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Max Out Your V-Taper by Developing Wide Delts

Max Out Your V-Taper by Developing Wide Delts

Many people want to have a V-taper upper body – the wide shoulders and lats that lead down to a small waist. Unfortunately, a lot of folks focus more on the abs and making the waist smaller. The downside to this strategy is that they aren’t doing enough to maximize the potential of their shoulder development.

Furthermore, the wider the shoulders look, the narrower the waist looks. Instead of beating yourself up if you made this mistake, focus on correcting the error by implementing this shoulder routine immediately performing this V-Taper workout routine every five to seven days will help you build those shoulders, which will go a long way in helping you achieve that “V” look you’re wanting.

Seated Lateral Raise

The biggest key to wide shoulders is the side delts. The bigger they are, the wider you’ll look from the front. That’s why you should train this area first. We have two exercises to start this workout with. The first is seated lateral raise with dumbbells. You should be seated when doing these so you’re less likely to use momentum that you could generate from standing.
Lift the weights up to your sides for a count of one, then lower them for a count of three. This not only helps prevent momentum from taking over, but the negatives will help you both get stronger and bigger. Three or four sets of 10-12 reps will work nicely here. Use lighter weights to start with and build up until your last set is the one you hit failure with. Rest for 60 seconds between sets.

Single Arm Cable Lateral Raise

The cables will help keep tension on the side delt from start to finish. Performing them one side at a time will help with isolation and concentration. Start with the weaker side first and use the same rep speed you did for the first exercise. Shoot for three sets of 12 reps with this one. Rest 60 seconds after you finish the second shoulder. If you’re training at home and don’t have a cable station, use a resistance band.

Bent-Over Rear Lateral Raise

You don’t want to look wide from the front, then turn to the side and disappear. That’s why you need to focus on width from that angle as well, which means going after the rear delts. The first movement for this is the bent-over lateral raise. You can do these seated or standing. When you bend over, your arms should be stretched toward the floor with your palms facing you. Lift the weights out to the side and squeeze the rear delts at the top. Lift to a count of one, and lower to a count of four on these. Three sets of 10 reps with 60 seconds of rest between sets, and you’re good.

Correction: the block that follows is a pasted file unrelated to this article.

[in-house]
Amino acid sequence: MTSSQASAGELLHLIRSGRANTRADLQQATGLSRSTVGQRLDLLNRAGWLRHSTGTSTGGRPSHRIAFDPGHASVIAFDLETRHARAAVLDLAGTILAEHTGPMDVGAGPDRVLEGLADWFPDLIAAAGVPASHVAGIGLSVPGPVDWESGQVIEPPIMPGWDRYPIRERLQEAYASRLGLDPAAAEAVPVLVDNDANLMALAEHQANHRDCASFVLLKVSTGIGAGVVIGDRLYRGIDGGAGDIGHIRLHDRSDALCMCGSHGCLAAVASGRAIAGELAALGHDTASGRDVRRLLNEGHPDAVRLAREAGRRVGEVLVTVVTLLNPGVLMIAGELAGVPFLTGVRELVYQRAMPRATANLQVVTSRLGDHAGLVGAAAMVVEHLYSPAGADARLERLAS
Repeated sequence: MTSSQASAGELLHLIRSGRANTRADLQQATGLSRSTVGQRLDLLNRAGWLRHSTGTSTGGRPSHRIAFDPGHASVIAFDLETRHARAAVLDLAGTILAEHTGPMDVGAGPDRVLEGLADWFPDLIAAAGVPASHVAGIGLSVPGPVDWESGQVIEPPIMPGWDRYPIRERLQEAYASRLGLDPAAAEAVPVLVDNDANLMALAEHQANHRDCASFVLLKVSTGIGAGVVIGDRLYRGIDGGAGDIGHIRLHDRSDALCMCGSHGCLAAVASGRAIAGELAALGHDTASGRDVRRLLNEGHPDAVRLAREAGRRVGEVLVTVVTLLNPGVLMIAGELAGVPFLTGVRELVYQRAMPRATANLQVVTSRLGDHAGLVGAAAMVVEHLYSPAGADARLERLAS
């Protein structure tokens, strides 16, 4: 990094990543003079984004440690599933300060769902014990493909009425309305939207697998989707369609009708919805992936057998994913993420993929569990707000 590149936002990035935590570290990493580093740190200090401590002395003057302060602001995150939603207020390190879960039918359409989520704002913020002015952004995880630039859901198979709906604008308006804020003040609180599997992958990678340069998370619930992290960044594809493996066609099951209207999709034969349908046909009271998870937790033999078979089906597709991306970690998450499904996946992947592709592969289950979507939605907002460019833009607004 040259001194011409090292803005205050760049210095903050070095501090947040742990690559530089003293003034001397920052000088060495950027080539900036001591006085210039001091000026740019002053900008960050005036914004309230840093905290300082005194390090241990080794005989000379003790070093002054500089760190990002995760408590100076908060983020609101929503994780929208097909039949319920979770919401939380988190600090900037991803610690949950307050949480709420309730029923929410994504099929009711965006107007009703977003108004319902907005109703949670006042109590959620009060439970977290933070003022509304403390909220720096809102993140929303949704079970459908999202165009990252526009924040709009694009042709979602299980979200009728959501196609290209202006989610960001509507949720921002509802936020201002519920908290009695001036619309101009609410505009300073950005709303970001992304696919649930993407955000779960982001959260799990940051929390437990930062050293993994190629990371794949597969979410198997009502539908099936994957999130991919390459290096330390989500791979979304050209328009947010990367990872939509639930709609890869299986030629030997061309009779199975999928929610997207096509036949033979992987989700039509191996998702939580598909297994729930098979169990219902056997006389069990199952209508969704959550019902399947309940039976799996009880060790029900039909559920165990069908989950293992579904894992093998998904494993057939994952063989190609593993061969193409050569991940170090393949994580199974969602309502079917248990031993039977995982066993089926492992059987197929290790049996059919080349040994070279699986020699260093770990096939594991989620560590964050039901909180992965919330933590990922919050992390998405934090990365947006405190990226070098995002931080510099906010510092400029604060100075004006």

Face Pull

The rear delts are also responsible for pulling into you, which is why a horizontal pulling movement would serve you well. Face pulls are awesome for this purpose, but many people do them wrong. You shouldn’t simply pull the rope attachment toward you and separate the handles. That is only half of the movement. The second half comes after the rope reaches your face. You should lift the ends of the rope up toward the sides of your head to get an extra contraction of the rear delts. Hold this position for a two-count, then slowly lower the rope to the starting position to a count of four. Three sets of 12 reps will be a big help for that area, which is so often neglected. As with the cable lateral raise, use a band if you don’t have access to a cable.

Seated Machine Press

You’ve probably been wondering when we were going to get to the front delts. Many athletes start with presses for strength purposes, which is great. However, if developing muscle is the goal, you should consider training the other two heads first. You might not be as strong on a press at the end of the workout as you would be at the beginning, but the results will make this worth it.
A Smith Machine or shoulder press machine will work well for this one. The key is using a full range of motion. That means lowering the handles below your chin, if possible, to stretch the delt, then pressing up to the top without locking out the triceps. That tension at the end of the rep is vital. Once again, slow and steady wins the race here on the negative. Three seconds at least to lower the weight, but you can press up as fast as you can for explosion and power. Go for three sets of 10 reps with standard weight. Then, go up as heavy as you can for ten reps on an extra set and do a drop set. When you reach failure on the heaviest weight, reduce it by 25-30% and keep going. This will be a great way to maximize the pump. If you don’t have access to a machine, use either a barbell or dumbbells.

Bonus – Traps

If you like training traps with shoulders, then feel free to take this superset for a spin. You will do barbell shrugs and dumbbell shrugs back-to-back for 20 reps each. Don’t worry about rep speed and cadence. Just don’t use bad form. Once you finish both exercises, rest for 30 seconds and go again. Three rounds of that, and you’re done for the day.

V-Taper Workout Routine:

A1: Seated Lateral Raise – 3-4 sets of 10-12 reps

B1: One Arm Cable Lateral Raise – 3 sets of 12 reps per side

C1: Bent-Over Rear Lateral Raise – 3 sets of 10 reps

D1: Face Pull – 3 sets of 12 reps

E1: Seated Machine Press – 3 sets of 10 reps. 1 drop set to failure two times.

F1: Barbell Shrug - 3 sets of 20 reps
F2: Dumbbell Shrug – 3 sets of 20 reps

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